Spiritual Disciplines of the Christian Life

I was asked to write a foreword for this book before I saw it. Having now gone through it, I would in any case have volunteered for the job, so that I can go on record as urging all Christians to read what Don Whitney has written; indeed, to read it three times over, with a month’s interval (certainly not less, and ideally, I think, not more) between each reading. This will not only make the book sink in, but will also give you a realistic picture of your seriousness, or lack of it, as Jesus’ disciple. Your first reading will show you several particular things that you should start doing. In your second and third readings (for each of which you should choose a date on the day you complete the previous reading) you shall find yourself reviewing what you have done and how you have fared in doing it. That will be very good for you, even if the discovery comes as a bit of a shock at first.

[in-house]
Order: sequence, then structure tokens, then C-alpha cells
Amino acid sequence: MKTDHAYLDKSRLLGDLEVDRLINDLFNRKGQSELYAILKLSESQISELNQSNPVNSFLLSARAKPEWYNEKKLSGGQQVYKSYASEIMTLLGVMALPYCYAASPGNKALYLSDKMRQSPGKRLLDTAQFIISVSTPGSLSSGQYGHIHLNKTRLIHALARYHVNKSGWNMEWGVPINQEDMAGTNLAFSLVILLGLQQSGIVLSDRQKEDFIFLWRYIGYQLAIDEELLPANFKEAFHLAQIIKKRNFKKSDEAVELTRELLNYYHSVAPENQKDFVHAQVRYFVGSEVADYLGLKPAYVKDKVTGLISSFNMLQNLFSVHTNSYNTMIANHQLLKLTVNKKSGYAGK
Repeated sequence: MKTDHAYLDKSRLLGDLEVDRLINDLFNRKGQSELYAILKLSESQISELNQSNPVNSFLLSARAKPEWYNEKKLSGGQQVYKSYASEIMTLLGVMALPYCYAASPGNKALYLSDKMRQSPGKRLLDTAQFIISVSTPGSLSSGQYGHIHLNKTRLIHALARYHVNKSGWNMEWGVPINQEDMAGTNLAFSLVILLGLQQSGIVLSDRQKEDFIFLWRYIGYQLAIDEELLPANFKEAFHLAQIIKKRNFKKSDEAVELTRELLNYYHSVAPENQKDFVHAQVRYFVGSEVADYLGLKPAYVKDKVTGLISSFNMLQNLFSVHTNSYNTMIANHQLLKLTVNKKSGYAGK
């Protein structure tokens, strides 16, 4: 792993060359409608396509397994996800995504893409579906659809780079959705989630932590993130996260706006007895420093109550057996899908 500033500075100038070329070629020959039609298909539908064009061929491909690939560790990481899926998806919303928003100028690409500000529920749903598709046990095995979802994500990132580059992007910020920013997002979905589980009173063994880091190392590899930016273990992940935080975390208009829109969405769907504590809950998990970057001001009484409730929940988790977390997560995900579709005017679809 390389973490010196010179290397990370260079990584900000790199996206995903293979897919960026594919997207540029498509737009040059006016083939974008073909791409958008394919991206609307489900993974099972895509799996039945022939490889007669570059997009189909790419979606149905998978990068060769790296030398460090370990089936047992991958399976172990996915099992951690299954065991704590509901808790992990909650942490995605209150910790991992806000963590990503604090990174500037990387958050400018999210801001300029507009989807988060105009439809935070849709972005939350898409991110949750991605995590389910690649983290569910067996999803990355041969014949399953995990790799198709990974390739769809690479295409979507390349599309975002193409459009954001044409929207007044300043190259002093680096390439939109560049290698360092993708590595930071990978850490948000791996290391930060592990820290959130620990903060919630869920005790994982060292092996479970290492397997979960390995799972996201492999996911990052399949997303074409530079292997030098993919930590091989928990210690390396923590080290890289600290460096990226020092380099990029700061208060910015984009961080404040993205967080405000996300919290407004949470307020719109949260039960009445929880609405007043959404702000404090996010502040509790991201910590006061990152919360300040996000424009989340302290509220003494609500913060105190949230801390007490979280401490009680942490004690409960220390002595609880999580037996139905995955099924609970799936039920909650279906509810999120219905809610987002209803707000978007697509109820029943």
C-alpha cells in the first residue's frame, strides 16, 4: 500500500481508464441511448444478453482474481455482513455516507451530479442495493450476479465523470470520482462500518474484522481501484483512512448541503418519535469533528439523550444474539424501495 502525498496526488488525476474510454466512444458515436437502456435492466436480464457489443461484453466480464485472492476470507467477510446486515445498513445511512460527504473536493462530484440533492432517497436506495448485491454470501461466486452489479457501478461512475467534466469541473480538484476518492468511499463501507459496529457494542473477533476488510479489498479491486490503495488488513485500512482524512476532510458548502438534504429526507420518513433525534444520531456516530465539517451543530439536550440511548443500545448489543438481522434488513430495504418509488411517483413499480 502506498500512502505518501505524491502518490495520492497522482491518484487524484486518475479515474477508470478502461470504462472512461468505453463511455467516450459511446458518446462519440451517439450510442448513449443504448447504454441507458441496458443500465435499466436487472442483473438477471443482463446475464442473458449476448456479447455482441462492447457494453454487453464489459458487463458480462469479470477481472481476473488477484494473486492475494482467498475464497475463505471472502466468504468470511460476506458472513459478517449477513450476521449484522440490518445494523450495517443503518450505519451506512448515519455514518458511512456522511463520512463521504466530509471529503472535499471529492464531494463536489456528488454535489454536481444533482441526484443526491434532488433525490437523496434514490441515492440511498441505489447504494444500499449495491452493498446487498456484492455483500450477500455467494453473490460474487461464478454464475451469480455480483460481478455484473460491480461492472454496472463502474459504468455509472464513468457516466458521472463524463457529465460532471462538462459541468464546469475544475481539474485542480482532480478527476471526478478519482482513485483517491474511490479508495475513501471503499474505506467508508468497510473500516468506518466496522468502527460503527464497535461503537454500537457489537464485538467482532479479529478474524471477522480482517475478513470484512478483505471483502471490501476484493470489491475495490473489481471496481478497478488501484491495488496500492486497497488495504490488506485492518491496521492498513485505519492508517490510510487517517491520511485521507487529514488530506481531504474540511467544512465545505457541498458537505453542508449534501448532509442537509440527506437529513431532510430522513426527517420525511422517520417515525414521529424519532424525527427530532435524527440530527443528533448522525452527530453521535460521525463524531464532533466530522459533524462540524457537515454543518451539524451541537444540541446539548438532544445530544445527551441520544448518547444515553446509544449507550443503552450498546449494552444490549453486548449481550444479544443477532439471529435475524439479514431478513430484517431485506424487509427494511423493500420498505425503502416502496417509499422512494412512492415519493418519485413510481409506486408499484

Ever since Richard Foster rang the bell with his Celebration of Discipline (1978), discussing the various spiritual disciplines has become a staple element of conservative Christian in-talk in North America. This is a happy thing. The doctrine of the disciplines (Latin disciplinae, meaning courses of learning and training) is really a restatement and extension of classical Protestant teaching on the means of grace (the Word of God, prayer, fellowship, the Lord’s Supper). Don Whitney’s spiritual feet are blessedly cemented in the wisdom of the Bible, as spelled out by the Puritan and older evangelical masters, and he plots the path of discipline with a sure touch. The foundations he lays are evangelical, not legalistic. In other words, he calls us to pursue Godliness through practicing the disciplines out of gratitude for the grace that has saved us, not as self-justifying or self-advancing effort. What he builds on these foundations is as beneficial as it is solid. He is in truth showing us the path of life.

If, then, as a Christian you want to be really real with your God, moving beyond the stage of playing games with yourself and Him, this book provides practical help. A century and a half ago the Scottish professor “Rabbi” Duncan sent his students off to read John Owen, the Puritan, on indwelling sin with the admonition, “But, gentlemen, prepare for the knife.” As I pass you over to Don Whitney, I would say to you, “Now, friend, prepare for the workout.” And you will find health for your soul.

—J.I. Packer





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